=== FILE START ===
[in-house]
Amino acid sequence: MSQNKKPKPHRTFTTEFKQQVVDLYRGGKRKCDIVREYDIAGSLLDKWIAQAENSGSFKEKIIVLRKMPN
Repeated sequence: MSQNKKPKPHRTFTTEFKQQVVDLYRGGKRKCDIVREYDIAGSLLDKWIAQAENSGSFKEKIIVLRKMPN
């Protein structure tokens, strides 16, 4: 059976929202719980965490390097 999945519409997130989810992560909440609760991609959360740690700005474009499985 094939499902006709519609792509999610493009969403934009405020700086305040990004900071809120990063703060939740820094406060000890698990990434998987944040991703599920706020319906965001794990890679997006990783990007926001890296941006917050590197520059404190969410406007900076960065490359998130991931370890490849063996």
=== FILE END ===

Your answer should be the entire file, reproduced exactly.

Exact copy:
[in-house]
Amino acid sequence: MSQNKKPKPHRTFTTEFKQQVVDLYRGGKRKCDIVREYDIAGSLLDKWIAQAENSGSFKEKIIVLRKMPN
Repeated sequence: MSQNKKPKPHRTFTTEFKQQVVDLYRGGKRKCDIVREYDIAGSLLDKWIAQAENSGSFKEKIIVLRKMPN
């Protein structure tokens, strides 16, 4: 059976929202719980965490390097 999945519409997130989810992560909440609760991609959360740690700005474009499985 094939499902006709519609792509999610493009969403934009405020700086305040990004900071809120990063703060939740820094406060000890698990990434998987944040991703599920706020319906965001794990890679997006990783990007926001890296941006917050590197520059404190969410406007900076960065490359998130991931370890490849063996």